The role of glutamate on the action of antidepressants.
ABSTRACT Major depressive disorder (MDD) is a common, chronic, recurrent mental illness that affects millions of individuals worldwide. Currently available antidepressants are known to affect the monoaminergic (e.g., serotonin, norepinephrine, and dopamine) systems in the brain. Accumulating evidence suggests that the glutamatergic neurotransmission via the excitatory amino acid glutamate also plays an important role in the neurobiology and treatment of this disease. Clinical studies have demonstrated that the non-competitive N-methyl-d-aspartate (NMDA) receptor antagonist ketamine has rapid antidepressant effects in treatment-resistant patients with MDD, suggesting the role of glutamate in the pathophysiology of treatment-resistant MDD. Furthermore, a number of preclinical studies demonstrated that the agents which act at glutamate receptors such as NMDA receptors, α-amino-3-hydroxy-5-methyl-4-isoxazole propionic acid (AMPA) receptors and metabotropic glutamate receptors (mGluRs) might have antidepressant-like activities in animal models of depression. In this article, the author reviews the role of glutamate in the neuron-glia communication induced by potential antidepressants.
Article: A novel target of action of minocycline in NGF-induced neurite outgrowth in PC12 cells: translation initiation [corrected] factor eIF4AI.[show abstract] [hide abstract]
ABSTRACT: Minocycline, a second-generation tetracycline antibiotic, has potential activity for the treatment of several neurodegenerative and psychiatric disorders. However, its mechanisms of action remain to be determined. We found that minocycline, but not tetracycline, significantly potentiated nerve growth factor (NGF)-induced neurite outgrowth in PC12 cells, in a concentration dependent manner. Furthermore, we found that the endoplasmic reticulum protein inositol 1,4,5-triphosphate (IP3) receptors and several common signaling molecules (PLC-γ, PI3K, Akt, p38 MAPK, c-Jun N-terminal kinase (JNK), mammalian target of rapamycin (mTOR), and Ras/Raf/ERK/MAPK pathways) might be involved in the active mechanism of minocycline. Moreover, we found that a marked increase of the eukaryotic translation initiation factor eIF4AI protein by minocycline, but not tetracycline, might be involved in the active mechanism for NGF-induced neurite outgrowth. These findings suggest that eIF4AI might play a role in the novel mechanism of minocycline. Therefore, agents that can increase eIF4AI protein would be novel therapeutic drugs for certain neurodegenerative and psychiatric diseases.PLoS ONE 01/2010; 5(11):e15430. · 4.09 Impact Factor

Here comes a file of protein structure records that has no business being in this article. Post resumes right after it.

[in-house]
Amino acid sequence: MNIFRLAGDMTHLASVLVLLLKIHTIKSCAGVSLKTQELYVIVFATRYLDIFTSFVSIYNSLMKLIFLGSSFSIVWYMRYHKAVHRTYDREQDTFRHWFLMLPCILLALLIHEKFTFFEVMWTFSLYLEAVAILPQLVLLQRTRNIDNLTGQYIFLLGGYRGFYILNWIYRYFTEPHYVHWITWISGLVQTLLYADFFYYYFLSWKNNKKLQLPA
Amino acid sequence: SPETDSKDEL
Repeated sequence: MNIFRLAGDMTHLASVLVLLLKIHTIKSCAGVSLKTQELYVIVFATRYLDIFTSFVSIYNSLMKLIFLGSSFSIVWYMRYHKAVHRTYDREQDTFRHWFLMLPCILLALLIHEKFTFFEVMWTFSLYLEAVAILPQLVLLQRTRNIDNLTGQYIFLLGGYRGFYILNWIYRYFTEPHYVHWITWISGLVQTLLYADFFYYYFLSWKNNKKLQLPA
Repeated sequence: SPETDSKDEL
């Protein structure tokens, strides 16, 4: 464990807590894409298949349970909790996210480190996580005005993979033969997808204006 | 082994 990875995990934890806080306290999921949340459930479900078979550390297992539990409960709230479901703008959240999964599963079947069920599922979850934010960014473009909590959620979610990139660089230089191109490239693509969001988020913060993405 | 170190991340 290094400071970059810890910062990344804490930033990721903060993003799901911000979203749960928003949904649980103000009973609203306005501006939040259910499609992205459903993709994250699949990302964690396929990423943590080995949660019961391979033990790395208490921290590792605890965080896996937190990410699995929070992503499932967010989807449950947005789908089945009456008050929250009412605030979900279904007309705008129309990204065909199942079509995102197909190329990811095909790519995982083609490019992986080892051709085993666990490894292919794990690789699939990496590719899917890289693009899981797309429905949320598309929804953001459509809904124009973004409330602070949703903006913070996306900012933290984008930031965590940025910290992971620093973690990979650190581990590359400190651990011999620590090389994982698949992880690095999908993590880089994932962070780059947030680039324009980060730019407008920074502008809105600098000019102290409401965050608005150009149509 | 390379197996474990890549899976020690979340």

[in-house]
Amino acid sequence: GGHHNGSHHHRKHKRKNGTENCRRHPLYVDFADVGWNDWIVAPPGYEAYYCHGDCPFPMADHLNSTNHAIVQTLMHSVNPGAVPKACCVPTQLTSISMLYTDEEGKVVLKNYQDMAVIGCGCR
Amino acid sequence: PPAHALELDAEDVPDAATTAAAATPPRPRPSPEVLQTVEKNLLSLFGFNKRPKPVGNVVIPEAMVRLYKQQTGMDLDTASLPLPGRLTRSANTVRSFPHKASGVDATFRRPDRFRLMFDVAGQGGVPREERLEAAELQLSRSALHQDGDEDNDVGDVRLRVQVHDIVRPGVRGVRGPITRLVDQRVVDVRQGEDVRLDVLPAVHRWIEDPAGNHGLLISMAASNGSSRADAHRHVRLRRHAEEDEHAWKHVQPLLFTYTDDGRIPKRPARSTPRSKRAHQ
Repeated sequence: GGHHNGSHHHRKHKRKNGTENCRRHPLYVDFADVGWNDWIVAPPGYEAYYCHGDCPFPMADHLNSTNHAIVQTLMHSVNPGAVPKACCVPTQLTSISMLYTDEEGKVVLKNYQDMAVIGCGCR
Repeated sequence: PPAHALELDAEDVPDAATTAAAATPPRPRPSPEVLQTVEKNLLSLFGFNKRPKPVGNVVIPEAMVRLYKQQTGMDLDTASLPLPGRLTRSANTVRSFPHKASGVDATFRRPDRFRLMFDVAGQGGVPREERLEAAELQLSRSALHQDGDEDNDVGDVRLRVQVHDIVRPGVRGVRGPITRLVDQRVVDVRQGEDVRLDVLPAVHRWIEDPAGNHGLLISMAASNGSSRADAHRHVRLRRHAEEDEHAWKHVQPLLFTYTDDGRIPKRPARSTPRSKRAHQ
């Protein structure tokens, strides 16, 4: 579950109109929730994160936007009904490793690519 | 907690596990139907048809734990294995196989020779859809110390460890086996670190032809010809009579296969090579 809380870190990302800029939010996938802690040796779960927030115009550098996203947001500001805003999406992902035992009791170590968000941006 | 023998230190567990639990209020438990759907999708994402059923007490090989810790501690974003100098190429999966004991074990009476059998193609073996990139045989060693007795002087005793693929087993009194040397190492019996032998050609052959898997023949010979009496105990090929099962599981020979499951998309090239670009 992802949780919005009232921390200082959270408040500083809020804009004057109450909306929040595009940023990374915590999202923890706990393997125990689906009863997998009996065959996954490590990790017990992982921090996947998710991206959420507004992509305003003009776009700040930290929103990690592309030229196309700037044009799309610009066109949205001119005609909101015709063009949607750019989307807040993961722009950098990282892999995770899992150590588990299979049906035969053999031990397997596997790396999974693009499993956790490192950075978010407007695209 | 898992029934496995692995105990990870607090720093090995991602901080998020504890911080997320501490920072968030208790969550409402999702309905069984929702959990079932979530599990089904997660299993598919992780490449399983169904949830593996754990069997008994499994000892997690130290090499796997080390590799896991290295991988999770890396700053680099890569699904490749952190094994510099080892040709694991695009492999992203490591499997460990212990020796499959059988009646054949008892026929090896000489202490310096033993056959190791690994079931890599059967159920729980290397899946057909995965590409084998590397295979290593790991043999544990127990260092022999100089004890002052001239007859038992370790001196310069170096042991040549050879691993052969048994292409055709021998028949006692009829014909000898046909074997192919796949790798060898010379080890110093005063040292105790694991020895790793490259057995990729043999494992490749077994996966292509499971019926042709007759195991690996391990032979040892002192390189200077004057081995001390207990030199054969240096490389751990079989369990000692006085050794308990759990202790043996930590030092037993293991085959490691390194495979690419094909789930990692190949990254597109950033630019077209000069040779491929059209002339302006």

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ABSTRACT: Pharmacological interventions to treat psychiatric illness have previously focused on modifying dysfunctional neurotransmitter systems to improve symptoms. However, imperfect understanding of the aetiology of these heterogeneous syndromes has been associated with poor treatment outcomes for many individuals. Growing evidence suggests that oxidative stress, inflammation, changes in glutamatergic pathways and neurotrophins play important roles in many psychiatric illnesses including mood disorders, schizophrenia and addiction. These novel insights into pathophysiology allow new treatment targets to be explored. Minocycline is an antibiotic that can modulate glutamate-induced excitotoxicity, and has antioxidant, anti-inflammatory and neuroprotective effects. Given that these mechanisms overlap with the newly understood pathophysiological pathways, minocycline has potential as an adjunctive treatment in psychiatry. To date there have been promising clinical indications that minocycline may be a useful treatment in psychiatry, albeit from small trials most of which were not placebo controlled. Case reports of individuals with schizophrenia, psychotic symptoms and bipolar depression have shown serendipitous benefits of minocycline treatment on psychiatric symptoms. Minocycline has been trialled in open-label or small randomized controlled trials in psychiatry. Results vary, with findings supporting use in schizophrenia, but showing less benefit for nicotine dependence and obsessive-compulsive disorder. Given the limited data from rigorous clinical trials, further research is required. However, taken together, the current evidence suggests minocycline may be a promising novel therapy in psychiatry.CNS Drugs 04/2012; 26(5):391-401. · 4.80 Impact Factor